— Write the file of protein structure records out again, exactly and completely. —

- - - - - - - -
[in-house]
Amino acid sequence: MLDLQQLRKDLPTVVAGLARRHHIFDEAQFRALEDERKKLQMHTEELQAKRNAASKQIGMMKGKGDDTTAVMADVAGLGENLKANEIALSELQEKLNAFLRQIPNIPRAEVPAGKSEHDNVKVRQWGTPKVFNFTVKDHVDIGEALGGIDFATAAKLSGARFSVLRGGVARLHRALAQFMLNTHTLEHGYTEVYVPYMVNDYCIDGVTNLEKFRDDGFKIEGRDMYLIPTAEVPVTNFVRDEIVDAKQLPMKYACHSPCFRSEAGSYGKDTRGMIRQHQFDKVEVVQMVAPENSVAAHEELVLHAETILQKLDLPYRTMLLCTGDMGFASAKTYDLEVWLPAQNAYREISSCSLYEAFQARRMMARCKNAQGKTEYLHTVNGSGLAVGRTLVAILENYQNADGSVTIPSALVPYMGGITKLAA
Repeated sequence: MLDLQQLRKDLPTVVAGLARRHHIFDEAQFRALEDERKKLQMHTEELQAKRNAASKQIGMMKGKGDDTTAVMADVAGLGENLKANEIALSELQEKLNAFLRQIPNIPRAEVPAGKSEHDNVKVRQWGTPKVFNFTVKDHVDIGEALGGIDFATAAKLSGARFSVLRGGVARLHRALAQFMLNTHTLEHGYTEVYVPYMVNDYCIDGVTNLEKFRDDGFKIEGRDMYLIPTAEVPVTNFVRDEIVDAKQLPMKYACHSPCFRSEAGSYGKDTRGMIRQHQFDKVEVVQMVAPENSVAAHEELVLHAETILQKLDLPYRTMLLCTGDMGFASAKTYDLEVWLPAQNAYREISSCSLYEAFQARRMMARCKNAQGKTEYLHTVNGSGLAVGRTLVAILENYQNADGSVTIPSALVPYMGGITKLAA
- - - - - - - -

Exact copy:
[in-house]
Amino acid sequence: MLDLQQLRKDLPTVVAGLARRHHIFDEAQFRALEDERKKLQMHTEELQAKRNAASKQIGMMKGKGDDTTAVMADVAGLGENLKANEIALSELQEKLNAFLRQIPNIPRAEVPAGKSEHDNVKVRQWGTPKVFNFTVKDHVDIGEALGGIDFATAAKLSGARFSVLRGGVARLHRALAQFMLNTHTLEHGYTEVYVPYMVNDYCIDGVTNLEKFRDDGFKIEGRDMYLIPTAEVPVTNFVRDEIVDAKQLPMKYACHSPCFRSEAGSYGKDTRGMIRQHQFDKVEVVQMVAPENSVAAHEELVLHAETILQKLDLPYRTMLLCTGDMGFASAKTYDLEVWLPAQNAYREISSCSLYEAFQARRMMARCKNAQGKTEYLHTVNGSGLAVGRTLVAILENYQNADGSVTIPSALVPYMGGITKLAA
Repeated sequence: MLDLQQLRKDLPTVVAGLARRHHIFDEAQFRALEDERKKLQMHTEELQAKRNAASKQIGMMKGKGDDTTAVMADVAGLGENLKANEIALSELQEKLNAFLRQIPNIPRAEVPAGKSEHDNVKVRQWGTPKVFNFTVKDHVDIGEALGGIDFATAAKLSGARFSVLRGGVARLHRALAQFMLNTHTLEHGYTEVYVPYMVNDYCIDGVTNLEKFRDDGFKIEGRDMYLIPTAEVPVTNFVRDEIVDAKQLPMKYACHSPCFRSEAGSYGKDTRGMIRQHQFDKVEVVQMVAPENSVAAHEELVLHAETILQKLDLPYRTMLLCTGDMGFASAKTYDLEVWLPAQNAYREISSCSLYEAFQARRMMARCKNAQGKTEYLHTVNGSGLAVGRTLVAILENYQNADGSVTIPSALVPYMGGITKLAA